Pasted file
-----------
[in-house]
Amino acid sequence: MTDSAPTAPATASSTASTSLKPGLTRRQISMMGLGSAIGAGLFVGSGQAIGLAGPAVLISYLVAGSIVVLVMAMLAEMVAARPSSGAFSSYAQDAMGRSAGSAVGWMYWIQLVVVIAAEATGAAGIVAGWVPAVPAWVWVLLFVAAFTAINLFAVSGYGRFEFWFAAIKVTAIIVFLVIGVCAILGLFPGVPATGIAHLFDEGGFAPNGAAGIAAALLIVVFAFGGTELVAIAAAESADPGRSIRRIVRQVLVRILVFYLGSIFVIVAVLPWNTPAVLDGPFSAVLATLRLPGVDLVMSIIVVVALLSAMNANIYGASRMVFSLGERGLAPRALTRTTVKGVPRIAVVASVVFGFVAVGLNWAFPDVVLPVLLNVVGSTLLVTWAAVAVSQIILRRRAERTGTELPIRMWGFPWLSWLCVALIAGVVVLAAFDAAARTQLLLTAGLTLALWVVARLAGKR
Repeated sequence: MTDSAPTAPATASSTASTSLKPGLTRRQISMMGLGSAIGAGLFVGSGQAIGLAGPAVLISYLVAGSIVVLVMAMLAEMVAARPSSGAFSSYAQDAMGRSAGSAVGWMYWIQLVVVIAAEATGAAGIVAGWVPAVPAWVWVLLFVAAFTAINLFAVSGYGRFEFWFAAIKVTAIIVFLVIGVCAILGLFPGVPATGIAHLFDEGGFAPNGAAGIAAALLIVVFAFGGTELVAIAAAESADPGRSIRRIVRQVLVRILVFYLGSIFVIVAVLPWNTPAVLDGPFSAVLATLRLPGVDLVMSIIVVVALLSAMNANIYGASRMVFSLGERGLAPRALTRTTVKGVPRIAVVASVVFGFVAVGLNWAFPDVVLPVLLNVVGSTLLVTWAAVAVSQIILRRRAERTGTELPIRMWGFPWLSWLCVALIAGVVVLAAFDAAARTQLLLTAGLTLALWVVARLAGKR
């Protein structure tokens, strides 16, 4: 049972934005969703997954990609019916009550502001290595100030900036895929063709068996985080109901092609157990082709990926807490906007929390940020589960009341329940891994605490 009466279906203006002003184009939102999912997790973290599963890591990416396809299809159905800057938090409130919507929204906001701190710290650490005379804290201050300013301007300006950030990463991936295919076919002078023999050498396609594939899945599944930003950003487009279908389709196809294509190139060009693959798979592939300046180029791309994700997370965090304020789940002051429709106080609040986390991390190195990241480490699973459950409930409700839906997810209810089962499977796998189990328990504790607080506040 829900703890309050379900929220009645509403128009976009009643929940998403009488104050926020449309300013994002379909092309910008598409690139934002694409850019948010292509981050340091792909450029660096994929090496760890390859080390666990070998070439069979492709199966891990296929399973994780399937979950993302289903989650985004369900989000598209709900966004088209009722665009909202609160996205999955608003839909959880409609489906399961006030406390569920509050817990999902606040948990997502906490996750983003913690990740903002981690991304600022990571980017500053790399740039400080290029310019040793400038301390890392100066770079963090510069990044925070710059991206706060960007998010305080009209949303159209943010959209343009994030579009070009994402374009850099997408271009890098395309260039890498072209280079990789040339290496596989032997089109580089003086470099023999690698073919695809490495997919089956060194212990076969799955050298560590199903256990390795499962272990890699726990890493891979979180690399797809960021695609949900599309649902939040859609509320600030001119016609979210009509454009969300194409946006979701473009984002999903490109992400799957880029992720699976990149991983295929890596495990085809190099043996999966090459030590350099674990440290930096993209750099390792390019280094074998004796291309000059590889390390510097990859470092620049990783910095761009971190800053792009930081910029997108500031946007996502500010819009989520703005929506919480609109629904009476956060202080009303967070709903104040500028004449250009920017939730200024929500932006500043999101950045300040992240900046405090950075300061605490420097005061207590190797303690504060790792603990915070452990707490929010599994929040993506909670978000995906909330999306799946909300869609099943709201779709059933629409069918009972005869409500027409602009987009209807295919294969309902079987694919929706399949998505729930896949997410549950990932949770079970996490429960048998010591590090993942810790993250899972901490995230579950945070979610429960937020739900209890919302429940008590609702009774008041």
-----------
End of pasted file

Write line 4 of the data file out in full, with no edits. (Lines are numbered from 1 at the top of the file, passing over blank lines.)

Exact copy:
């Protein structure tokens, strides 16, 4: 049972934005969703997954990609019916009550502001290595100030900036895929063709068996985080109901092609157990082709990926807490906007929390940020589960009341329940891994605490 009466279906203006002003184009939102999912997790973290599963890591990416396809299809159905800057938090409130919507929204906001701190710290650490005379804290201050300013301007300006950030990463991936295919076919002078023999050498396609594939899945599944930003950003487009279908389709196809294509190139060009693959798979592939300046180029791309994700997370965090304020789940002051429709106080609040986390991390190195990241480490699973459950409930409700839906997810209810089962499977796998189990328990504790607080506040 829900703890309050379900929220009645509403128009976009009643929940998403009488104050926020449309300013994002379909092309910008598409690139934002694409850019948010292509981050340091792909450029660096994929090496760890390859080390666990070998070439069979492709199966891990296929399973994780399937979950993302289903989650985004369900989000598209709900966004088209009722665009909202609160996205999955608003839909959880409609489906399961006030406390569920509050817990999902606040948990997502906490996750983003913690990740903002981690991304600022990571980017500053790399740039400080290029310019040793400038301390890392100066770079963090510069990044925070710059991206706060960007998010305080009209949303159209943010959209343009994030579009070009994402374009850099997408271009890098395309260039890498072209280079990789040339290496596989032997089109580089003086470099023999690698073919695809490495997919089956060194212990076969799955050298560590199903256990390795499962272990890699726990890493891979979180690399797809960021695609949900599309649902939040859609509320600030001119016609979210009509454009969300194409946006979701473009984002999903490109992400799957880029992720699976990149991983295929890596495990085809190099043996999966090459030590350099674990440290930096993209750099390792390019280094074998004796291309000059590889390390510097990859470092620049990783910095761009971190800053792009930081910029997108500031946007996502500010819009989520703005929506919480609109629904009476956060202080009303967070709903104040500028004449250009920017939730200024929500932006500043999101950045300040992240900046405090950075300061605490420097005061207590190797303690504060790792603990915070452990707490929010599994929040993506909670978000995906909330999306799946909300869609099943709201779709059933629409069918009972005869409500027409602009987009209807295919294969309902079987694919929706399949998505729930896949997410549950990932949770079970996490429960048998010591590090993942810790993250899972901490995230579950945070979610429960937020739900209890919302429940008590609702009774008041």